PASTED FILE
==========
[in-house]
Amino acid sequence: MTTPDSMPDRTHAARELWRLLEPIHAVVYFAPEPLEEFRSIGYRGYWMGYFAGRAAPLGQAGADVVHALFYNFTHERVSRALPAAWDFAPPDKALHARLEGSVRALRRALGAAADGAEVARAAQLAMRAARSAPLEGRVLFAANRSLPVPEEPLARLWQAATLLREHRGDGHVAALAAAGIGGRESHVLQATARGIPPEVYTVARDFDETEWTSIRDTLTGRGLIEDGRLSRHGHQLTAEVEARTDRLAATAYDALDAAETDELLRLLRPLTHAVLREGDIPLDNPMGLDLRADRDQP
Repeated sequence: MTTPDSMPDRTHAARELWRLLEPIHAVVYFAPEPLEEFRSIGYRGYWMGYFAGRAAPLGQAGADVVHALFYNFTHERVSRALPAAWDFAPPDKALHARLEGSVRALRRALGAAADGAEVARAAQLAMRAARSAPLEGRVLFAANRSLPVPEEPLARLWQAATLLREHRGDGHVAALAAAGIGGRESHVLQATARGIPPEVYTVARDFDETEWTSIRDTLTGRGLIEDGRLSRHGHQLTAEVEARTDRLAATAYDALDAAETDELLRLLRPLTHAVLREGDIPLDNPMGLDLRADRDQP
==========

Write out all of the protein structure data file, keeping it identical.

[in-house]
Amino acid sequence: MTTPDSMPDRTHAARELWRLLEPIHAVVYFAPEPLEEFRSIGYRGYWMGYFAGRAAPLGQAGADVVHALFYNFTHERVSRALPAAWDFAPPDKALHARLEGSVRALRRALGAAADGAEVARAAQLAMRAARSAPLEGRVLFAANRSLPVPEEPLARLWQAATLLREHRGDGHVAALAAAGIGGRESHVLQATARGIPPEVYTVARDFDETEWTSIRDTLTGRGLIEDGRLSRHGHQLTAEVEARTDRLAATAYDALDAAETDELLRLLRPLTHAVLREGDIPLDNPMGLDLRADRDQP
Repeated sequence: MTTPDSMPDRTHAARELWRLLEPIHAVVYFAPEPLEEFRSIGYRGYWMGYFAGRAAPLGQAGADVVHALFYNFTHERVSRALPAAWDFAPPDKALHARLEGSVRALRRALGAAADGAEVARAAQLAMRAARSAPLEGRVLFAANRSLPVPEEPLARLWQAATLLREHRGDGHVAALAAAGIGGRESHVLQATARGIPPEVYTVARDFDETEWTSIRDTLTGRGLIEDGRLSRHGHQLTAEVEARTDRLAATAYDALDAAETDELLRLLRPLTHAVLREGDIPLDNPMGLDLRADRDQP